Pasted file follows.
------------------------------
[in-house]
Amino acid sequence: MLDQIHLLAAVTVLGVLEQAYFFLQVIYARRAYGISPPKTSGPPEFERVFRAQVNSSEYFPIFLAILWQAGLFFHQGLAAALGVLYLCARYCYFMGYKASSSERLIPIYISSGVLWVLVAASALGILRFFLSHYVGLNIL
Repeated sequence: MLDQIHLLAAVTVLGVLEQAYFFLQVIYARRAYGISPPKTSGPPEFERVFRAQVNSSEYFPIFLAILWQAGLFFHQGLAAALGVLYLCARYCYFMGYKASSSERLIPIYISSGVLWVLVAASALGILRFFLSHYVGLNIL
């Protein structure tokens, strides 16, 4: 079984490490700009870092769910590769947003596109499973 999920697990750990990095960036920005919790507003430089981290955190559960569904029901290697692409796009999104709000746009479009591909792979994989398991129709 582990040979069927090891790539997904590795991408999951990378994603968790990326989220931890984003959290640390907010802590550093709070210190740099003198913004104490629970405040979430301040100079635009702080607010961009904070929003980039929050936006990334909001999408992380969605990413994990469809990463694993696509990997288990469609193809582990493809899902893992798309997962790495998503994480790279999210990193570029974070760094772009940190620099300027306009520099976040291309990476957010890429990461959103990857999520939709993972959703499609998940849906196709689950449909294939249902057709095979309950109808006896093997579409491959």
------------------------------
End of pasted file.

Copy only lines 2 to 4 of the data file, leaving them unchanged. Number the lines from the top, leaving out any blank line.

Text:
Amino acid sequence: MLDQIHLLAAVTVLGVLEQAYFFLQVIYARRAYGISPPKTSGPPEFERVFRAQVNSSEYFPIFLAILWQAGLFFHQGLAAALGVLYLCARYCYFMGYKASSSERLIPIYISSGVLWVLVAASALGILRFFLSHYVGLNIL
Repeated sequence: MLDQIHLLAAVTVLGVLEQAYFFLQVIYARRAYGISPPKTSGPPEFERVFRAQVNSSEYFPIFLAILWQAGLFFHQGLAAALGVLYLCARYCYFMGYKASSSERLIPIYISSGVLWVLVAASALGILRFFLSHYVGLNIL
């Protein structure tokens, strides 16, 4: 079984490490700009870092769910590769947003596109499973 999920697990750990990095960036920005919790507003430089981290955190559960569904029901290697692409796009999104709000746009479009591909792979994989398991129709 582990040979069927090891790539997904590795991408999951990378994603968790990326989220931890984003959290640390907010802590550093709070210190740099003198913004104490629970405040979430301040100079635009702080607010961009904070929003980039929050936006990334909001999408992380969605990413994990469809990463694993696509990997288990469609193809582990493809899902893992798309997962790495998503994480790279999210990193570029974070760094772009940190620099300027306009520099976040291309990476957010890429990461959103990857999520939709993972959703499609998940849906196709689950449909294939249902057709095979309950109808006896093997579409491959």